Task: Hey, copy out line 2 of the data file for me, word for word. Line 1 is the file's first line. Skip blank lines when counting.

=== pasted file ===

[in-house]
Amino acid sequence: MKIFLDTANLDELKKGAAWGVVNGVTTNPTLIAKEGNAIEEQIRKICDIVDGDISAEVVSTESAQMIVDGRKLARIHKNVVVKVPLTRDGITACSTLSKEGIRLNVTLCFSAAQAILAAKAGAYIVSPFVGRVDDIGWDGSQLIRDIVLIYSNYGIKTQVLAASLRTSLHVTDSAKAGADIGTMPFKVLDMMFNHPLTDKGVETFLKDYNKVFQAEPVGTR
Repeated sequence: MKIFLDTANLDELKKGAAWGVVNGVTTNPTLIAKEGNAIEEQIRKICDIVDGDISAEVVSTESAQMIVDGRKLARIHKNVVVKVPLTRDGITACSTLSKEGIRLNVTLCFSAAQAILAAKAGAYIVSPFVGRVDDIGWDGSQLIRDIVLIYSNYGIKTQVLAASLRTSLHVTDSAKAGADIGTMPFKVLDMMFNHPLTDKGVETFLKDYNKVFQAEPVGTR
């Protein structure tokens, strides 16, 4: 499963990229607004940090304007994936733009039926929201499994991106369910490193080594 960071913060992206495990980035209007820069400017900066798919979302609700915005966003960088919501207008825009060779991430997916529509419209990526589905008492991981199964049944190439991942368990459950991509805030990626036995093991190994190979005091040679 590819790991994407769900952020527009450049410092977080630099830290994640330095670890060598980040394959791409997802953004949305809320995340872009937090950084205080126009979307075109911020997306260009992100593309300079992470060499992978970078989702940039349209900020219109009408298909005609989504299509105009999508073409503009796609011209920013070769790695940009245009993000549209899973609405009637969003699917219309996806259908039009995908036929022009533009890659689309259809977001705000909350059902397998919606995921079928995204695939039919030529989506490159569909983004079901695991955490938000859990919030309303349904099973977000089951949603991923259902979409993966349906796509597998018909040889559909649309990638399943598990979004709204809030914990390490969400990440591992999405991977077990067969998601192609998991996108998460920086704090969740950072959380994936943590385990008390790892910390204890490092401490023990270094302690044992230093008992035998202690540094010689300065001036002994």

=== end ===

Amino acid sequence: MKIFLDTANLDELKKGAAWGVVNGVTTNPTLIAKEGNAIEEQIRKICDIVDGDISAEVVSTESAQMIVDGRKLARIHKNVVVKVPLTRDGITACSTLSKEGIRLNVTLCFSAAQAILAAKAGAYIVSPFVGRVDDIGWDGSQLIRDIVLIYSNYGIKTQVLAASLRTSLHVTDSAKAGADIGTMPFKVLDMMFNHPLTDKGVETFLKDYNKVFQAEPVGTR